Bean snapping is a quintessential front porch American Gothic kind of activity. Old black and white Saturday matinee movies would somehow work in a bean snapping scene with an old maid aunt sitting on her ranch house porch. She’d be rocking back and forth in her rocking chair, her apron wrinkled and well-worn, her graying hair in a bun at the nape of her neck and wearily pushing back tendrils of hair from her face. As the sole guardian, she’d be counseling some lonely orphaned niece or nephew about life’s rough roads and why their dog or pony had just died and then pausing for a moment holding a bean in her hand, she’d talk about how to cope when things are tough. She was the rock for this child’s life. Then she’d rather gruffly shove a bowl of unsnapped beans into the child’s lap, and tell them to get back to work– life goes on –start snapping. Then she’d look at that precious child out of the corner of her eye, betraying the love and compassion that dwells in her heart but was not in her nature to speak of. If only that grieving child understood they sat upon a rock of strength and hope.
Just as I sat with my mother snapping beans some 50+ years ago and talked about some difficult things that were unique to the 60′s, I too have sat snapping beans together with our children, talking about hopes and disappointments and fears, listening to them grumble that I was making them do something so utterly trivial when from their perspective, there were far more important things to be doing. My response has been a loving and gruff “keep snapping”. Of course we really don’t have to snap the beans, as they could be frozen whole, but they pack tighter snapped, and it is simply tradition to do so. We enjoy that crisp satisfying crack of a perfectly bisected bean broken by hand–no need for knife to cut off the top and tail. We prepare for a coming winter by putting away the vegetables we have sowed and weeded and watered and cared for, because life will go on and eating the harvest of our own soil and toil is sweet.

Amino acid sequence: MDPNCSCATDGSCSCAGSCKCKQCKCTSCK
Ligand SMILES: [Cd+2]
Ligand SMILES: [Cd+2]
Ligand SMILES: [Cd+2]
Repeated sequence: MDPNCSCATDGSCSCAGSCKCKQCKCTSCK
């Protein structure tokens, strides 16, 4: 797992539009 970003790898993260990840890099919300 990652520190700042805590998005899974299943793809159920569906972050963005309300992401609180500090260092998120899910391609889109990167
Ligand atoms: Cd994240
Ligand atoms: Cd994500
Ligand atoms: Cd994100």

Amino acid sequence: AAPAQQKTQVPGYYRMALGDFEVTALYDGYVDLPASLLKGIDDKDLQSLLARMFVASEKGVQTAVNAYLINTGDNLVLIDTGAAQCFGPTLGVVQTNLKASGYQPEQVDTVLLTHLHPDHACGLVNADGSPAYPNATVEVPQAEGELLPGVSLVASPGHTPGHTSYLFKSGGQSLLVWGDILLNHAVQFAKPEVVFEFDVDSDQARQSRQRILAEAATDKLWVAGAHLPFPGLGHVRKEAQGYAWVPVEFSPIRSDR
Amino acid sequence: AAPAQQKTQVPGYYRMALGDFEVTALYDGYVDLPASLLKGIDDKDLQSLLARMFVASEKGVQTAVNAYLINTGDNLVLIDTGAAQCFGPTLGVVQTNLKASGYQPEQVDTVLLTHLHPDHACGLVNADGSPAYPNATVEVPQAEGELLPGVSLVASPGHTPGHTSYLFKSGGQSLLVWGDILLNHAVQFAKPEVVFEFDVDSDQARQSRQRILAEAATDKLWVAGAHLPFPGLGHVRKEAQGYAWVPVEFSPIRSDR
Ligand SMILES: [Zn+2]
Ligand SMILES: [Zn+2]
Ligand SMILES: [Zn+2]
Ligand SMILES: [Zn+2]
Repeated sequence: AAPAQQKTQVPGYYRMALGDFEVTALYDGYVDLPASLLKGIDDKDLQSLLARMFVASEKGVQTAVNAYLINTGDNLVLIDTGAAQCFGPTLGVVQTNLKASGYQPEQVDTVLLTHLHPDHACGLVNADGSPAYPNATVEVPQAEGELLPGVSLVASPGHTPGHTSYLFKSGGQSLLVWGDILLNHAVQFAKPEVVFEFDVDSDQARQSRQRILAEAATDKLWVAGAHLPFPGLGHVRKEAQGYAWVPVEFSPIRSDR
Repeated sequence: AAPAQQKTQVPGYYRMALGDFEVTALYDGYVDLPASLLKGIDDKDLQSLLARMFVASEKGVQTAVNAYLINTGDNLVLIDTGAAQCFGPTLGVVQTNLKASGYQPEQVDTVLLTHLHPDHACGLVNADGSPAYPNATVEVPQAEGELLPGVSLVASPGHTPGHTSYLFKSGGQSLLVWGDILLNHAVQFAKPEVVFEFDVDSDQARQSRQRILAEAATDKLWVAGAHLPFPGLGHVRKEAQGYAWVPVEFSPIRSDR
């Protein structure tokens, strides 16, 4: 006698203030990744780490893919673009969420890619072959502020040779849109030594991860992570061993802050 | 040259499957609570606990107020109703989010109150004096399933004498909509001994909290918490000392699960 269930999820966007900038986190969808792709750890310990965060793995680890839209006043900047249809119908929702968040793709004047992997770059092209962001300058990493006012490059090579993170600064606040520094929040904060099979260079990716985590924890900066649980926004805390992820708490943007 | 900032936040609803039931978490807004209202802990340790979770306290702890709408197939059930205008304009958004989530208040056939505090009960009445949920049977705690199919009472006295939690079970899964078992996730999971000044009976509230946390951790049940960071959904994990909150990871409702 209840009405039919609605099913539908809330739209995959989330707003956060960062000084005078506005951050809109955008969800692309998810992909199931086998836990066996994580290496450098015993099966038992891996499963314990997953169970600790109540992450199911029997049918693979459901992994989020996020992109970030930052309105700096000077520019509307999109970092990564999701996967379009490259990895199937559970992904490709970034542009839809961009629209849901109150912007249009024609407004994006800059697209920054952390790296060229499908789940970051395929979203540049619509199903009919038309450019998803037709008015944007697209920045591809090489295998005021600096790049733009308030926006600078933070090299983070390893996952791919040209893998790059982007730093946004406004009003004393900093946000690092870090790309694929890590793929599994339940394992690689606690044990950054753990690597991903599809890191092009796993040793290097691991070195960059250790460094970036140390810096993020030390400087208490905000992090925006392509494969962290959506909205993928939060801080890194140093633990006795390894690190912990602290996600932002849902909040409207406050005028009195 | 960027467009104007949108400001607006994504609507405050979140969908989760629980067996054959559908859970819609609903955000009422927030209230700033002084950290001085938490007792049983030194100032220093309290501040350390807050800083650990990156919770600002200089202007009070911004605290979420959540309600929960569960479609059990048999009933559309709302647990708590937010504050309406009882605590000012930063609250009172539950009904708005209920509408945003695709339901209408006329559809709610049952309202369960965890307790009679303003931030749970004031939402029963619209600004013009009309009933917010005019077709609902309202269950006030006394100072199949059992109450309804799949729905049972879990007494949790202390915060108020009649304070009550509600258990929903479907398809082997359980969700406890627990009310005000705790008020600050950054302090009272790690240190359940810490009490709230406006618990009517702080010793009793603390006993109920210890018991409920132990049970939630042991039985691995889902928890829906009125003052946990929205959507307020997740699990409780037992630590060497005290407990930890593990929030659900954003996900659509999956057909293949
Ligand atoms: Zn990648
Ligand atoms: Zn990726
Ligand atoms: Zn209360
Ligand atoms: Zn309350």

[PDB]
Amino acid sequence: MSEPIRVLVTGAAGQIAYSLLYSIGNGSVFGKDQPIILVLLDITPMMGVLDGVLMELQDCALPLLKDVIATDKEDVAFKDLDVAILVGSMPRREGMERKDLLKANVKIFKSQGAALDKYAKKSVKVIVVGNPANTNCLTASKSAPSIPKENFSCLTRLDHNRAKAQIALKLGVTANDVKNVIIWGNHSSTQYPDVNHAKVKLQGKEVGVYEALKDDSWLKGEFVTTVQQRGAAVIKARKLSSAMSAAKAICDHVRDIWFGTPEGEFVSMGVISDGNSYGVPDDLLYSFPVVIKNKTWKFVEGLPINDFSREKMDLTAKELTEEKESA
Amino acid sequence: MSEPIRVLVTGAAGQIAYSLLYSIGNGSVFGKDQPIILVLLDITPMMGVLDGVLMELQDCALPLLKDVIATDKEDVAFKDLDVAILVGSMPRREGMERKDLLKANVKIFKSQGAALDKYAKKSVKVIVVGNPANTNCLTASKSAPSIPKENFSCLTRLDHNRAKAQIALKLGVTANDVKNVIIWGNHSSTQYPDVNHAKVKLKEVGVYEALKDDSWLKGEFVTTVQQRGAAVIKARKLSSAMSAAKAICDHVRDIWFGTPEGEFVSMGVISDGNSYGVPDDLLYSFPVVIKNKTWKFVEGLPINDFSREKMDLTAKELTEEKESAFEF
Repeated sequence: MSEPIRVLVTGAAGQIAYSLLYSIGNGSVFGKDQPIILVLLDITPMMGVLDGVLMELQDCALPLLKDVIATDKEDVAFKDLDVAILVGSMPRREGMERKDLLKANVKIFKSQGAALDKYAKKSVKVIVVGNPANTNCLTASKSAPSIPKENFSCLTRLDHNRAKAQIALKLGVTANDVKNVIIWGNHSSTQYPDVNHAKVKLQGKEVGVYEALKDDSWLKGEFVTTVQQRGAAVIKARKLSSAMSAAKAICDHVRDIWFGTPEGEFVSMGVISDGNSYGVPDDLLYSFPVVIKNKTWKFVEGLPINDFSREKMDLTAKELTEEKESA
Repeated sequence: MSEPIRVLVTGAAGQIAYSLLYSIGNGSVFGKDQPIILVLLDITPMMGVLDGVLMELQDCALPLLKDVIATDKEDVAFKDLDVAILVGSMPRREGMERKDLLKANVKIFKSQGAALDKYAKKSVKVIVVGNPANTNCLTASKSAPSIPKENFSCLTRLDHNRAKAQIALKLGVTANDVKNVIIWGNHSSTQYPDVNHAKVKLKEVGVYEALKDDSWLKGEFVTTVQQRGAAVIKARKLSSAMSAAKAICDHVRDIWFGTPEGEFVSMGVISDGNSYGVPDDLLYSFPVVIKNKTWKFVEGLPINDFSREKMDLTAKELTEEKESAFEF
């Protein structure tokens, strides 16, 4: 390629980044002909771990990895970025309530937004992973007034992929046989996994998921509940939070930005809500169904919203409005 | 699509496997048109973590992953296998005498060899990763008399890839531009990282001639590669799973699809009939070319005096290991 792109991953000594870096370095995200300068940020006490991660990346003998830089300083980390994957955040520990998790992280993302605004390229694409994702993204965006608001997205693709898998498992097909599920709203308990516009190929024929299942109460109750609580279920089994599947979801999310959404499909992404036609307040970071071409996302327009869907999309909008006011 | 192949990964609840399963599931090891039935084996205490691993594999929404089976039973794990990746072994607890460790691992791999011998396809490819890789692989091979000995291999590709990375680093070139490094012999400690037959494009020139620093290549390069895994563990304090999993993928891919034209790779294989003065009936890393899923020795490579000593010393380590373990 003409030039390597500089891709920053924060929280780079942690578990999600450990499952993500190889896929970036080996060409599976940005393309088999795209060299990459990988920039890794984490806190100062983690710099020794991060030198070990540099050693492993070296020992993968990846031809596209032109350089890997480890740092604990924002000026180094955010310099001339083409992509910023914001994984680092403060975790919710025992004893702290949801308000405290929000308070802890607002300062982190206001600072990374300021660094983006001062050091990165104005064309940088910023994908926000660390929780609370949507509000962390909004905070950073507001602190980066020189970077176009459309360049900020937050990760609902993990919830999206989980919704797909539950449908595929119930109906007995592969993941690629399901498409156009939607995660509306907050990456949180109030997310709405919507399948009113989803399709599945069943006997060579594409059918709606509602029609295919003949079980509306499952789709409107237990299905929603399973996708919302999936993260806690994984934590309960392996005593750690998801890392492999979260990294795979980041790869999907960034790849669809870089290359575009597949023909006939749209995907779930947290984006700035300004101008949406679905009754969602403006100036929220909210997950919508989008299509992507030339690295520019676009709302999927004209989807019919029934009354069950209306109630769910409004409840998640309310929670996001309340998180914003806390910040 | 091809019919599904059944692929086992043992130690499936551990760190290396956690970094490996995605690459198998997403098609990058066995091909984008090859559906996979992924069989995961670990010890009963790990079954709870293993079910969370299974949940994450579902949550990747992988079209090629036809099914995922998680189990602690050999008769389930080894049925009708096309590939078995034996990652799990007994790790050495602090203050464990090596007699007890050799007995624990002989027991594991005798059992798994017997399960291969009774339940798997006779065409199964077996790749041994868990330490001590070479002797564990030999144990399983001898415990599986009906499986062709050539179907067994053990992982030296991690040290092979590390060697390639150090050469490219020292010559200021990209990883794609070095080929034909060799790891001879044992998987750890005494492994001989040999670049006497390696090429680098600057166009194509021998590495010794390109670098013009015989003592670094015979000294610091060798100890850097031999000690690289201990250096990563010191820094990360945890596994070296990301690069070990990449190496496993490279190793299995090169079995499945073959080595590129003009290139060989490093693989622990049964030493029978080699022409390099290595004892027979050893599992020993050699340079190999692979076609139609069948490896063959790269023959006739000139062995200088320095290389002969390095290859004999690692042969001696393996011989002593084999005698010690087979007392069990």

We must do this. Indeed it is all we can do when the world is tumbling down around us.
Truthfully, though no one wants to eat a rubbery bean, there are times I wish I would be more rubbery like a bean that won’t break automatically and is more resilient. I have a psychiatrist colleague who I’ve worked with for years who counsels “be like a willow — learn to bend under pressure.”
There is an old Shaker Hymn that I learned long ago and sing to myself when I need to be reminded where I too must end up when I’m at the breaking point.
I will bow and be simple,
I will bow and be free,
I will bow and be humble,
Yea, bow like the willow tree.
I will bow, this is the token,
I will wear the easy yoke,
I will bow and will be broken,
Yea, I'll fall upon the rock.